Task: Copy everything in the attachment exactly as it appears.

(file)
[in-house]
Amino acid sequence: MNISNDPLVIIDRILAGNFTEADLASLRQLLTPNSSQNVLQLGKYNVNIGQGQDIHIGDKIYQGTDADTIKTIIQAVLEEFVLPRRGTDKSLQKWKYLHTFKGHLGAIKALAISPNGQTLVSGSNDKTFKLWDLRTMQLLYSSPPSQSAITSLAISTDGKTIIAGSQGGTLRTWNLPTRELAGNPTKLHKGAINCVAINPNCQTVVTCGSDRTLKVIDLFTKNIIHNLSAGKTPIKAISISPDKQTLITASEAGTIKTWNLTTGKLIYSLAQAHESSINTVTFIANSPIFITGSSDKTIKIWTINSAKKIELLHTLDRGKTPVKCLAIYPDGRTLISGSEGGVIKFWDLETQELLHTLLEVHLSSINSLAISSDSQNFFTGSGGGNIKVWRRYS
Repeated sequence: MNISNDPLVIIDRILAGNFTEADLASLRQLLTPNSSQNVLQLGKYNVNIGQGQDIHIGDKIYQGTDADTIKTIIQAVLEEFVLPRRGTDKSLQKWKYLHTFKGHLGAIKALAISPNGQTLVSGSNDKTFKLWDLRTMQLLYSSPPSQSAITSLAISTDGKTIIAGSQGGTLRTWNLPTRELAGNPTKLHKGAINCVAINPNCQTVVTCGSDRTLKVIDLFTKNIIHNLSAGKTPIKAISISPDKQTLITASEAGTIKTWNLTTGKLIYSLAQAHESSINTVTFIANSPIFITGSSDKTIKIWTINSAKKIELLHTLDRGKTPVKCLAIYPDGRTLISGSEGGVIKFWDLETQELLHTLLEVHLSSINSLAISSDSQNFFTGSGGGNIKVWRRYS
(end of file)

[in-house]
Amino acid sequence: MNISNDPLVIIDRILAGNFTEADLASLRQLLTPNSSQNVLQLGKYNVNIGQGQDIHIGDKIYQGTDADTIKTIIQAVLEEFVLPRRGTDKSLQKWKYLHTFKGHLGAIKALAISPNGQTLVSGSNDKTFKLWDLRTMQLLYSSPPSQSAITSLAISTDGKTIIAGSQGGTLRTWNLPTRELAGNPTKLHKGAINCVAINPNCQTVVTCGSDRTLKVIDLFTKNIIHNLSAGKTPIKAISISPDKQTLITASEAGTIKTWNLTTGKLIYSLAQAHESSINTVTFIANSPIFITGSSDKTIKIWTINSAKKIELLHTLDRGKTPVKCLAIYPDGRTLISGSEGGVIKFWDLETQELLHTLLEVHLSSINSLAISSDSQNFFTGSGGGNIKVWRRYS
Repeated sequence: MNISNDPLVIIDRILAGNFTEADLASLRQLLTPNSSQNVLQLGKYNVNIGQGQDIHIGDKIYQGTDADTIKTIIQAVLEEFVLPRRGTDKSLQKWKYLHTFKGHLGAIKALAISPNGQTLVSGSNDKTFKLWDLRTMQLLYSSPPSQSAITSLAISTDGKTIIAGSQGGTLRTWNLPTRELAGNPTKLHKGAINCVAINPNCQTVVTCGSDRTLKVIDLFTKNIIHNLSAGKTPIKAISISPDKQTLITASEAGTIKTWNLTTGKLIYSLAQAHESSINTVTFIANSPIFITGSSDKTIKIWTINSAKKIELLHTLDRGKTPVKCLAIYPDGRTLISGSEGGVIKFWDLETQELLHTLLEVHLSSINSLAISSDSQNFFTGSGGGNIKVWRRYS